However, that wasn't to be the end of Marvelman. It would return, under a slightly different name, in another country, and in color, but what had started as clever superheroics would go on to become a work of sheer awesomeness. Because while it had begun by examining what a superhero would be like in the real world, it gradually shifted to an examination of the ways in which the presence of a superhero would alter the world itself.

And it would all start in 1986.

One year after the last chapter of the original serialization appeared, in August 1985, Eclipse Comics started reprinting the Warrior material in color, now retitled Miracleman to avoid any legal squabbles with Marvel Comics. New material began to appear in issue 6 (February 1986), with Chuck Beckum taking on the artistic duties from Alan Davis. Chuck stuck around through one more issue (going on to script comics for Marvel almost two decades later under the name Chuck Austen, which combined with his brief stint on Miracleman gives him the distinction of having been involved with some of the best, and some of the worst, comics ever published), and then was replaced by Rick Veitch, who would himself give way to John Totleben.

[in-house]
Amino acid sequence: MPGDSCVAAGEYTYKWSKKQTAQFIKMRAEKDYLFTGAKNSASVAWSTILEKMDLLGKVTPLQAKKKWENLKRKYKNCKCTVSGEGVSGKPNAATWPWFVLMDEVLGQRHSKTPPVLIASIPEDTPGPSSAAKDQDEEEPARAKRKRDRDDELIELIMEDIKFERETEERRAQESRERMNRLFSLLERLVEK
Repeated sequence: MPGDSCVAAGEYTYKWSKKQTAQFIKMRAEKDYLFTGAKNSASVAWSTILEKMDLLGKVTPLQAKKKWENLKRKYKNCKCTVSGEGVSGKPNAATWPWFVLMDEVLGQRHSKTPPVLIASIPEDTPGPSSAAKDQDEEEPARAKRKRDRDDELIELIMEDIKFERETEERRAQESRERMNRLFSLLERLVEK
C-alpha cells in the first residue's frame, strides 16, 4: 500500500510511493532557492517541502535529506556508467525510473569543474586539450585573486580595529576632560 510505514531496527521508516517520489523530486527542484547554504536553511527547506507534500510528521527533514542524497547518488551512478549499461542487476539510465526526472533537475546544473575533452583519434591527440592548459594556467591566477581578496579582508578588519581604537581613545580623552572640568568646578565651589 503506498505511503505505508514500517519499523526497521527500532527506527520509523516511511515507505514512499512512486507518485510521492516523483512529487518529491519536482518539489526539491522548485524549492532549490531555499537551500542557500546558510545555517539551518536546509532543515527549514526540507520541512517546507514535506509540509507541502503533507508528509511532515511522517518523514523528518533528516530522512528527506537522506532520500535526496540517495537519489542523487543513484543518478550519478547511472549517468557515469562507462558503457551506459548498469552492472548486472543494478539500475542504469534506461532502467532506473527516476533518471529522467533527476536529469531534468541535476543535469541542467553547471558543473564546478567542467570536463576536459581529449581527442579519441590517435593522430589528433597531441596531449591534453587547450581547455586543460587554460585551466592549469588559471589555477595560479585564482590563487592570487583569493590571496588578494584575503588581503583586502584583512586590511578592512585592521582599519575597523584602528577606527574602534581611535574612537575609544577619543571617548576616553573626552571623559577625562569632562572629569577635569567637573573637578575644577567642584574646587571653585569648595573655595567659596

There were five issues that carried 1986 cover dates, issues five through ten. These contained art by Davis, John Ridgway, Beckum/Austen, and Veitch. These included the origin of Miracleman, Moran's final confrontation with Emil Gargunza, the extremely detailed and graphic birth of Miracleman's daughter Winter (and oy, what a kerfuffle that turned out to be; imagine, showing people what a lady's privates looked like, and with all of that icky baby-being-born business to boot!), and the story that set the stage for the third and final act of Moore's run, introducing the Qys and giving readers the first glimpse of just what was hanging out down there in Underspace.